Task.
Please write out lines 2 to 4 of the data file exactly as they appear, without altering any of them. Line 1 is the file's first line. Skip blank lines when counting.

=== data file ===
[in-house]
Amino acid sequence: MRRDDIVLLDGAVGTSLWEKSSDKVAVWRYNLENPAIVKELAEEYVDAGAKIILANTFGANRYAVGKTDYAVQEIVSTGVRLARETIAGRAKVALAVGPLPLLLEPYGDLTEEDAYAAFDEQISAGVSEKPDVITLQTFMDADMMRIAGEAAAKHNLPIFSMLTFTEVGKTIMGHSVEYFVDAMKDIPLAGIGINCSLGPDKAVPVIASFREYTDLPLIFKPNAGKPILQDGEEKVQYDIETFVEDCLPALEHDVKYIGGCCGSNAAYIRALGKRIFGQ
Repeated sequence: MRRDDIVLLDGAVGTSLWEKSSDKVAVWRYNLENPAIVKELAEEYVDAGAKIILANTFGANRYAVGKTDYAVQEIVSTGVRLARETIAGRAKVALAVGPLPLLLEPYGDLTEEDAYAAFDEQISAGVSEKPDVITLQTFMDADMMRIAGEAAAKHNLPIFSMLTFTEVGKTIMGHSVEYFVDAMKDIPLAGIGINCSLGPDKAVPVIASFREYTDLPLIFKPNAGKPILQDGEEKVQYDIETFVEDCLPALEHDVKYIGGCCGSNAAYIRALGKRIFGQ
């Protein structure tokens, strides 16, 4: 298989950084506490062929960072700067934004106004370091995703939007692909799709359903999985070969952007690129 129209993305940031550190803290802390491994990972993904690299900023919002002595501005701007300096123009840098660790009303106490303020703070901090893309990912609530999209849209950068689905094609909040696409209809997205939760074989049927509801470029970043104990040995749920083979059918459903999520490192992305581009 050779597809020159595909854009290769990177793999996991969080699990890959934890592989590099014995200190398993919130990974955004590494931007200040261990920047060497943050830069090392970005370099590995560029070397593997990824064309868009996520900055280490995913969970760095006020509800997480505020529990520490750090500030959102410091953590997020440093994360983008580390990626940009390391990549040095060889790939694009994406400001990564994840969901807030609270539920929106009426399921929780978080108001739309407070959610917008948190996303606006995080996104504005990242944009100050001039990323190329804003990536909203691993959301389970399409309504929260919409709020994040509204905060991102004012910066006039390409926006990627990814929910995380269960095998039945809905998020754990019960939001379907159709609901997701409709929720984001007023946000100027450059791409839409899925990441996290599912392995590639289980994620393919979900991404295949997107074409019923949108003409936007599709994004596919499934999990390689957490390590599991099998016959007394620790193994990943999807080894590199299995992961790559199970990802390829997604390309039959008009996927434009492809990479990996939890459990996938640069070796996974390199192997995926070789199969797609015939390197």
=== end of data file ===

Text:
Amino acid sequence: MRRDDIVLLDGAVGTSLWEKSSDKVAVWRYNLENPAIVKELAEEYVDAGAKIILANTFGANRYAVGKTDYAVQEIVSTGVRLARETIAGRAKVALAVGPLPLLLEPYGDLTEEDAYAAFDEQISAGVSEKPDVITLQTFMDADMMRIAGEAAAKHNLPIFSMLTFTEVGKTIMGHSVEYFVDAMKDIPLAGIGINCSLGPDKAVPVIASFREYTDLPLIFKPNAGKPILQDGEEKVQYDIETFVEDCLPALEHDVKYIGGCCGSNAAYIRALGKRIFGQ
Repeated sequence: MRRDDIVLLDGAVGTSLWEKSSDKVAVWRYNLENPAIVKELAEEYVDAGAKIILANTFGANRYAVGKTDYAVQEIVSTGVRLARETIAGRAKVALAVGPLPLLLEPYGDLTEEDAYAAFDEQISAGVSEKPDVITLQTFMDADMMRIAGEAAAKHNLPIFSMLTFTEVGKTIMGHSVEYFVDAMKDIPLAGIGINCSLGPDKAVPVIASFREYTDLPLIFKPNAGKPILQDGEEKVQYDIETFVEDCLPALEHDVKYIGGCCGSNAAYIRALGKRIFGQ
């Protein structure tokens, strides 16, 4: 298989950084506490062929960072700067934004106004370091995703939007692909799709359903999985070969952007690129 129209993305940031550190803290802390491994990972993904690299900023919002002595501005701007300096123009840098660790009303106490303020703070901090893309990912609530999209849209950068689905094609909040696409209809997205939760074989049927509801470029970043104990040995749920083979059918459903999520490192992305581009 050779597809020159595909854009290769990177793999996991969080699990890959934890592989590099014995200190398993919130990974955004590494931007200040261990920047060497943050830069090392970005370099590995560029070397593997990824064309868009996520900055280490995913969970760095006020509800997480505020529990520490750090500030959102410091953590997020440093994360983008580390990626940009390391990549040095060889790939694009994406400001990564994840969901807030609270539920929106009426399921929780978080108001739309407070959610917008948190996303606006995080996104504005990242944009100050001039990323190329804003990536909203691993959301389970399409309504929260919409709020994040509204905060991102004012910066006039390409926006990627990814929910995380269960095998039945809905998020754990019960939001379907159709609901997701409709929720984001007023946000100027450059791409839409899925990441996290599912392995590639289980994620393919979900991404295949997107074409019923949108003409936007599709994004596919499934999990390689957490390590599991099998016959007394620790193994990943999807080894590199299995992961790559199970990802390829997604390309039959008009996927434009492809990479990996939890459990996938640069070796996974390199192997995926070789199969797609015939390197």